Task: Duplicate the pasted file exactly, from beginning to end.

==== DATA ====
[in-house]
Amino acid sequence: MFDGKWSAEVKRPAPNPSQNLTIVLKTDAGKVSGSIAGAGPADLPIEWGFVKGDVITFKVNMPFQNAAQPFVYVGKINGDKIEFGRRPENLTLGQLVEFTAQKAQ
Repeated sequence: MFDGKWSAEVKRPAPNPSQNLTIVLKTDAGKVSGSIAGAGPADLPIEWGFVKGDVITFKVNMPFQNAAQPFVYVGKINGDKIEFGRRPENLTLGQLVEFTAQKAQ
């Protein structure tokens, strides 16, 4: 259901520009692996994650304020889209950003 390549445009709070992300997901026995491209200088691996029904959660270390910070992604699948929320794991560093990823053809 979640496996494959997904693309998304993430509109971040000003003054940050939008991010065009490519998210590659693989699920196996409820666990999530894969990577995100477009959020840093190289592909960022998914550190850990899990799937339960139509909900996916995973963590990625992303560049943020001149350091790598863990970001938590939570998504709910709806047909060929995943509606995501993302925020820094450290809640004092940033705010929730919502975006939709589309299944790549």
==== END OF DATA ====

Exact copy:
[in-house]
Amino acid sequence: MFDGKWSAEVKRPAPNPSQNLTIVLKTDAGKVSGSIAGAGPADLPIEWGFVKGDVITFKVNMPFQNAAQPFVYVGKINGDKIEFGRRPENLTLGQLVEFTAQKAQ
Repeated sequence: MFDGKWSAEVKRPAPNPSQNLTIVLKTDAGKVSGSIAGAGPADLPIEWGFVKGDVITFKVNMPFQNAAQPFVYVGKINGDKIEFGRRPENLTLGQLVEFTAQKAQ
């Protein structure tokens, strides 16, 4: 259901520009692996994650304020889209950003 390549445009709070992300997901026995491209200088691996029904959660270390910070992604699948929320794991560093990823053809 979640496996494959997904693309998304993430509109971040000003003054940050939008991010065009490519998210590659693989699920196996409820666990999530894969990577995100477009959020840093190289592909960022998914550190850990899990799937339960139509909900996916995973963590990625992303560049943020001149350091790598863990970001938590939570998504709910709806047909060929995943509606995501993302925020820094450290809640004092940033705010929730919502975006939709589309299944790549």